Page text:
Crabgrass is an annual with branching, spreading stems. Its coarse, blue-green to purplish leaf blades can be smooth or hairy, depending on the species. Flower heads with several fingerlike spikes rise from narrow stems. Crabgrass thrives in lawns mowed shorter than 2 inches, underfed lawns, and those watered frequently and lightly. Thick, deeply irrigated turf is the best control. Dig crabgrass before it seeds. Preemergence crabgrass herbicides are available; apply in spring before soil temperature reaches a steady 60 degrees F.
Dandelion is a broadleaf perennial recognized by bright-yellow flowers and a large, flat rosette of leaves rising from a long, fleshy taproot. Dandelions favor thin turf. Pull or dig out young plants before they go to seed. Then cut any regrowth from leftover root pieces. You can also spot-treat weeds with a selective broadleaf weed killer.
White clover is a broadleaf perennial that used to be included in grass seed mixes. Also called white Dutch clover, it's distinguished by three-lobed leaves with a crescent-shaped white band. The plant spreads by creeping stems and thrives in sparse, undernourished turf with excessive moisture. Control it by watering well, applying nitrogen fertilizer and avoiding excessive applications of phosphorus. Spot-treat with a selective broadleaf weed killer; a second treatment often is needed.
Ground ivy is a broadleaf perennial with square stems and bright-green rounded leaves with scalloped edges. It reproduces by seed and creeping stems that root as they touch the ground. Also called creeping Charlie, it prefers damp soil and shade. Improve drainage and water less. Pull stems and roots of young plants. Spot-treat with a broadleaf postemergence herbicide.
Yellow woodsorrel is a broadleaf perennial, although it might act as an annual in some regions. Also known as oxalis, it has cloverlike leaves and yellow flowers, each with five petals. Plants spread by roots and seed. This weed is difficult to control, and does best in thin turf watered frequently and lightly. Water thoroughly and fertilize properly. Dig out small plants or spot-treat isolated ones with a postemergence weed killer. Prevent new weeds with a preemergence herbicide with oxalis on the label.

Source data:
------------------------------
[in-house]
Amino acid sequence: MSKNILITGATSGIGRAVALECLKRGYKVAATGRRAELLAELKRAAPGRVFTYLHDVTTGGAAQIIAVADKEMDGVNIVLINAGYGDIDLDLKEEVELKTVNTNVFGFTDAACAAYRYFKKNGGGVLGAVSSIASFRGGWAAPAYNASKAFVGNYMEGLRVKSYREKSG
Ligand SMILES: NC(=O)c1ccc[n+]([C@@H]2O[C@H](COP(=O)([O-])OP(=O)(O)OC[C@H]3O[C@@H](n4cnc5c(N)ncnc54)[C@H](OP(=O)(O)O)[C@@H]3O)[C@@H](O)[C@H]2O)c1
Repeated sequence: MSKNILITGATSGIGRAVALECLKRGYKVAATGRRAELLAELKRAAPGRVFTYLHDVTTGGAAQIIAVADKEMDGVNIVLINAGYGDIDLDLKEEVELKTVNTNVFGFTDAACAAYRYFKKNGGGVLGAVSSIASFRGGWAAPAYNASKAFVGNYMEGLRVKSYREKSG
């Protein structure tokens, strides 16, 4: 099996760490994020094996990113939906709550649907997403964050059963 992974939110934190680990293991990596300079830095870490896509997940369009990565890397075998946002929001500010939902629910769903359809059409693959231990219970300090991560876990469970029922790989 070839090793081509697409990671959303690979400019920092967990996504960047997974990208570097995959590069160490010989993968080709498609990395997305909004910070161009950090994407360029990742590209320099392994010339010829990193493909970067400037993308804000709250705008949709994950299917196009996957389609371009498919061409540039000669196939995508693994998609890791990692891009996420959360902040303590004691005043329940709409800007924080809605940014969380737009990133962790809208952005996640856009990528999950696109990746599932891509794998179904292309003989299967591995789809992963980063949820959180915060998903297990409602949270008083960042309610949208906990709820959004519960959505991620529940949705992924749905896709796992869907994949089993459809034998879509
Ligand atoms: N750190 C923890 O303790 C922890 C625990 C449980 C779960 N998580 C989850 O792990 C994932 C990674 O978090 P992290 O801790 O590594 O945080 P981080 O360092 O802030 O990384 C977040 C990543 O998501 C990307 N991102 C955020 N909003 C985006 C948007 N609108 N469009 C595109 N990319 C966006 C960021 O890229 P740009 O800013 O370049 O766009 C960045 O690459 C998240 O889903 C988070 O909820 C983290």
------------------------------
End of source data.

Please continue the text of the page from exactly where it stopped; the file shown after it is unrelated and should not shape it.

Quackgrass is a perennial grass with flat light-green to blue-green leaves. It spreads by seeds and aggressive underground stems, called rhizomes. Thoroughly dig out roots and pointed rhizomes—remaining pieces regenerate new plants. Spot-treat with a nonselective weed killer.
Yellow nutsedge is a grasslike perennial sedge with triangular stems and 1/4-inch-wide leaves. Also called yellow nutgrass, it reproduces by seed and tubers that grow at the root tips. Tubers often persist in the soil, making established plants difficult to control. Mow high in early to midsummer and water infrequently though thoroughly. Spot-treat with postemergence herbicides labeled for nutsedge. As with most weeds, control is easiest when plants are small.
Spotted spurge is a broadleaf annual that grows close to the ground in a fast-spreading mat. Its small leaves are green with a brown-red spot on top. Cut stems exude a milky liquid. Spotted spurge reseeds heavily. A high-mowed, well-fertilized and vigorous lawn provides tough competition. Pull isolated plants before they seed. Spot-treat with a postemergence weed killer and use appropriate preemergence herbicides to prevent new weeds.